Tailoring a response to youth binge drinking in an Aboriginal Australian community: a grounded theory study.

McCalman J, Tsey K, Bainbridge R, Shakeshaft A, Singleton M, Doran C - BMC Public Health (2013)

Timeline of intervention and data collection events.
© Copyright Policy - open-access
Related In: Results  -  Collection

License
Show All Figures
getmorefigures.php?uid=PMC3750544&req=5

Figure 1: Timeline of intervention and data collection events.
Mentions: Theoretical constructs identified through early analysis of the CBPR data were further explored through targeted in-depth interviews with three of the community partners, three young people and two researchers. Interviewees were selected based on the grounded theory method of theoretical sampling; that is, sampling of those who were likely to provide divergent views on emergent theoretical issues. As well, project documents were referenced. Interviewees were asked towards the end of the project to reflect on what had worked well about the project design and implementation processes, what had not worked well, and what they considered were the key lessons from the approach. The key events relating to the intervention and data collection processes are provided in FigureĀ 1.

Bottom Line: While Aboriginal Australian health providers prioritise identification of local community health needs and strategies, they do not always have the opportunity to access or interpret evidence-based literature to inform health improvement innovations.The community-based process undertaken by the research partnership to tailor the design, implementation and evaluation of the project was theorised as a model incorporating four overlapping stages of negotiating knowledges and meanings to tailor a community response.The theoretical model can be applied in spaces where local Aboriginal and scientific knowledges meet to support the tailored design, implementation and evaluation of other health improvement projects, particularly those that originate from Aboriginal communities themselves.

View Article: PubMed Central - HTML - PubMed

Affiliation: The Cairns Institute, James Cook University, PO Box 6811, Cairns, QLD 4870, Australia. janya.mccalman@jcu.edu.au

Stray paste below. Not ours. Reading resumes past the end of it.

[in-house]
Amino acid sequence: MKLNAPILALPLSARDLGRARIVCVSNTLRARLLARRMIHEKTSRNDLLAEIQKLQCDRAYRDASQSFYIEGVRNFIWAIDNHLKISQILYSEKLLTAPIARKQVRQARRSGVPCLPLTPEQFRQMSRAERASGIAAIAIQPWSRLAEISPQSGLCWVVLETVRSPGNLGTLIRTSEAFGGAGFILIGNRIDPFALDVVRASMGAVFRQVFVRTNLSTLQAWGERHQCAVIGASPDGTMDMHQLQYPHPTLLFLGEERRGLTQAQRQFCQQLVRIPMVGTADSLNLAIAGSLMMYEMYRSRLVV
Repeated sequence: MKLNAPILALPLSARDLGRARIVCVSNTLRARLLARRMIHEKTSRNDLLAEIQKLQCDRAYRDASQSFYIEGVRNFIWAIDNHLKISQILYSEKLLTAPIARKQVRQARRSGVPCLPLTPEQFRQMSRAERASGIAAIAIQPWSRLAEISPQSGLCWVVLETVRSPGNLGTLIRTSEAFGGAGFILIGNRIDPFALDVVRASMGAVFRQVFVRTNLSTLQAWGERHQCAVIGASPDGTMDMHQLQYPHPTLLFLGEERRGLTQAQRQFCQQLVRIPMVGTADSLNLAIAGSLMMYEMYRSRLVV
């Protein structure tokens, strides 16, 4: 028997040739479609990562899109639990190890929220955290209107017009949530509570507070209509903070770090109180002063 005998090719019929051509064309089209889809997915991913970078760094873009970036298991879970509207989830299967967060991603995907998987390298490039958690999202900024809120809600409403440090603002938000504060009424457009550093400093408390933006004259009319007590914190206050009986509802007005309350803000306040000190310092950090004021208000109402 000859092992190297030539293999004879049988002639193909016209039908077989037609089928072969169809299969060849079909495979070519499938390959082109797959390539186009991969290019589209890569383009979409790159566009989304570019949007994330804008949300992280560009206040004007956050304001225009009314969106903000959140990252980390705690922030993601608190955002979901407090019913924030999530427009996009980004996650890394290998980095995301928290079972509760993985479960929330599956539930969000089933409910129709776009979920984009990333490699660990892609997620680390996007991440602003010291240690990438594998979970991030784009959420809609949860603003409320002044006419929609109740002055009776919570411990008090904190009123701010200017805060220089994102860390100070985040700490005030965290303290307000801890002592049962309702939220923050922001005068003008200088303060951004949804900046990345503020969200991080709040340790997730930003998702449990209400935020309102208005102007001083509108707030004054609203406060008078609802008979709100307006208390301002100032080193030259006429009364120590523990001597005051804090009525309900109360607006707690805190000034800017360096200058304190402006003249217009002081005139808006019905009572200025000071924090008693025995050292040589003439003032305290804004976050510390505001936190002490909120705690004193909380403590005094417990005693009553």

ABSTRACT

Background: While Aboriginal Australian health providers prioritise identification of local community health needs and strategies, they do not always have the opportunity to access or interpret evidence-based literature to inform health improvement innovations. Research partnerships are therefore important when designing or modifying Aboriginal Australian health improvement initiatives and their evaluation. However, there are few models that outline the pragmatic steps by which research partners negotiate to develop, implement and evaluate community-based initiatives. The objective of this paper is to provide a theoretical model of the tailoring of health improvement initiatives by Aboriginal community-based service providers and partner university researchers. It draws from the case of the Beat da Binge community-initiated youth binge drinking harm reduction project in Yarrabah.

Methods: A theoretical model was developed using the constructivist grounded theory methods of concurrent sampling, data collection and analysis. Data was obtained from the recordings of reflective Community-Based Participatory Research (CBPR) processes with Aboriginal community partners and young people, and university researchers. CBPR data was supplemented with interviews with theoretically sampled project participants. The transcripts of CBPR recordings and interviews were imported into NVIVO and coded to identify categories and theoretical constructs. The identified categories were then developed into higher order concepts and the relationships between concepts identified until the central purpose of those involved in the project and the core process that facilitated that purpose were identified.

Results: The tailored alcohol harm reduction project resulted in clarification of the underlying local determinants of binge drinking, and a shift in the project design from a social marketing awareness campaign (based on short-term events) to a more robust advocacy for youth mentoring into education, employment and training. The community-based process undertaken by the research partnership to tailor the design, implementation and evaluation of the project was theorised as a model incorporating four overlapping stages of negotiating knowledges and meanings to tailor a community response.

Conclusions: The theoretical model can be applied in spaces where local Aboriginal and scientific knowledges meet to support the tailored design, implementation and evaluation of other health improvement projects, particularly those that originate from Aboriginal communities themselves.

Show MeSH
Related in: MedlinePlus